WORCESTER, Mass. – Prosecutors in Worcester and several other state jurisdictions are halting the use of breath evidence amid new concerns about the machines and their management.
“Our office, along with several other District Attorney’s offices across the state, will continue to temporarily suspend the use of breathalyzer evidence in court proceedings,” Worcester DA Joseph D. Early Jr. confirmed to the Telegram. & Gazette Tuesday, part of the USA TODAY Network.
A list of offices suspending the use of evidence was not immediately available from the Massachusetts District Attorneys Association, but two defense attorneys who raised concerns said they believed most prosecutors did. had done.
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“Due to ongoing issues with the certification process for breathalyzer operators and a lack of clarity from the Office of Breath Alcohol Testing (OAT), I order the immediate suspension of use. any evidence of breath test results in trials or pleadings. in all Hampden County courts, ”Hampden County District Attorney Anthony D. Gulluni wrote in an email to staff on Friday.
The concerns, which appear to surround the disclosure that some police officers have performed tests with expired breathalyzer certifications, come just months after notices began to be sent to 27,000 people statewide regarding eight years of tests invalidated for a separate calibration issue.
Concerns about breath testing machines
Joseph D. Bernard and Steven W. Panagiotes, two defense attorneys who have exposed concerns about breath testing machines for years, say the new concerns stem from both potential issues with the devices. and a culture of secrecy within the OAT.
A judge ruled out breathalyzer results from 2011 to 2019, and the bureau chief was fired, after an investigation found the bureau improperly withheld evidence of machine calibration issues from lawyers for defense.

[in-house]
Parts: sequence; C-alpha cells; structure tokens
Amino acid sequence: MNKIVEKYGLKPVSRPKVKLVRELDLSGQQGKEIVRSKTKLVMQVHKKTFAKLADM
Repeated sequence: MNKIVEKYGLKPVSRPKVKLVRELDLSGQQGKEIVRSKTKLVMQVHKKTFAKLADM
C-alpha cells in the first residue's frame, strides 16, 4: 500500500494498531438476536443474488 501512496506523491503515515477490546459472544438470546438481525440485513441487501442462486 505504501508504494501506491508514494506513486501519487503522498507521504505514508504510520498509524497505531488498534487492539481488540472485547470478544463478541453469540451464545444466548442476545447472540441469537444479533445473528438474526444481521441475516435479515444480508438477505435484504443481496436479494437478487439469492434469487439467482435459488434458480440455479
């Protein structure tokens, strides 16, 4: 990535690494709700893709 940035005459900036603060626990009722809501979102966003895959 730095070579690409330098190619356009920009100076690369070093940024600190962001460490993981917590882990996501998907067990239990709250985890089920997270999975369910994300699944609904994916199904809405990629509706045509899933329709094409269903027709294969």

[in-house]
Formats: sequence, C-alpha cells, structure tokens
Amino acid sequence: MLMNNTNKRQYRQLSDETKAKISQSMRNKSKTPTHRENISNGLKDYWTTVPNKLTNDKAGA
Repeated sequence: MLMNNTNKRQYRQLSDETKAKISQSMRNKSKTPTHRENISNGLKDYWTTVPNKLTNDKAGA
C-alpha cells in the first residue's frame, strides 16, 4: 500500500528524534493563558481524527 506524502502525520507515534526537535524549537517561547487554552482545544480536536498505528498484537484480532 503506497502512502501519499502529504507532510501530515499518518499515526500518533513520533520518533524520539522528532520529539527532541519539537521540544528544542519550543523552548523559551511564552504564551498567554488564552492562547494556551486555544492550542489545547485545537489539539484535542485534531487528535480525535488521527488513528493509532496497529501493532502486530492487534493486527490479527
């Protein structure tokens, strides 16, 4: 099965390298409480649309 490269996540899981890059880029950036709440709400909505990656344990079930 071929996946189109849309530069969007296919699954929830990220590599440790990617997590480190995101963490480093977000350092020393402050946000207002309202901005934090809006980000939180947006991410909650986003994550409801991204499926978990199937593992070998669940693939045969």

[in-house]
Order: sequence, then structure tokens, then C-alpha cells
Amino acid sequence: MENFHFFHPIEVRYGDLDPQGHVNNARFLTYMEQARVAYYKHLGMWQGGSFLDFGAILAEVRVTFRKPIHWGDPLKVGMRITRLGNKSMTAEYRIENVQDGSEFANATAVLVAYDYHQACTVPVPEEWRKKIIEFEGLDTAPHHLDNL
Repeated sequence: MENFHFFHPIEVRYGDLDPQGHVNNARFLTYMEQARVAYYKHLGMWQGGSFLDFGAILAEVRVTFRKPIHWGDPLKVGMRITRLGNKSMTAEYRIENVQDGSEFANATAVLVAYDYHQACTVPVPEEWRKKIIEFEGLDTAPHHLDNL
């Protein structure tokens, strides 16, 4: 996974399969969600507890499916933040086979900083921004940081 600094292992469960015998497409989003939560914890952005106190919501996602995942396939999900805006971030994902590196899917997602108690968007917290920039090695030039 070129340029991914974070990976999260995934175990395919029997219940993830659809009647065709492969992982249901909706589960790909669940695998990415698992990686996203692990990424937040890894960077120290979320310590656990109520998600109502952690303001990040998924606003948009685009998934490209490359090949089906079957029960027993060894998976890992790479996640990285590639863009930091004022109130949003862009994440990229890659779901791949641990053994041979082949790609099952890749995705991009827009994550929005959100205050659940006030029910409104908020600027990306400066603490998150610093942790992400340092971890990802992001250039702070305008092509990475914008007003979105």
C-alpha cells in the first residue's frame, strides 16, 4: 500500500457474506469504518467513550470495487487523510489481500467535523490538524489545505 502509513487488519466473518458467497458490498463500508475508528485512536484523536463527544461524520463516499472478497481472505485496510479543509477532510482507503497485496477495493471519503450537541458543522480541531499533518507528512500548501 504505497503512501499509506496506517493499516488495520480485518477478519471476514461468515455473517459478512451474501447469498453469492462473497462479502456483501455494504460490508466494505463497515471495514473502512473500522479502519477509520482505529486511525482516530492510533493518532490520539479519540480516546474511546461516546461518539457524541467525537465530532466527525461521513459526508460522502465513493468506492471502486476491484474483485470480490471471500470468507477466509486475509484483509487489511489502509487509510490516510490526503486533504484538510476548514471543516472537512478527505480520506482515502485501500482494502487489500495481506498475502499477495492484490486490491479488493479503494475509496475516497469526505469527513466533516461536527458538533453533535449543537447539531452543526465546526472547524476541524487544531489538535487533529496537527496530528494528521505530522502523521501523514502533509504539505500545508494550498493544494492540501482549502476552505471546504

Despite this, Bernard and Panagiotes said, the OAT – a division of the State Police Crime Lab – continued to withhold potentially exculpatory information not only from defense attorneys, but prosecutors as well.
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“They’re drying them,” Panagiotes said, warmly congratulating prosecutors, including Early, for their handling of the matter.
An email T&G acquired shows that the prosecutors who handle breathalyzers recently made a decision to formally file a “find / information” request with the OAT regarding disclosures that all officers who performed breathalyzer tests were not certified.
Questions included the number of officers involved, corrective action taken and whether the OAT intends to notify defense lawyers of the issue through an electronic portal set up for discovery purposes.
“It’s a bit unprecedented,” Bernard said of the email. “They’re making a discovery request mostly on their own (agency).”
Bernard told him that the request portends a concern and a lack of trust between prosecutors and the OAT that he considers justified.
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Agency that supervises the OAT
Late Tuesday afternoon, a spokesperson for the agency that oversees the OAT provided the T&G with a copy of a letter he said was being sent to prosecutors statewide.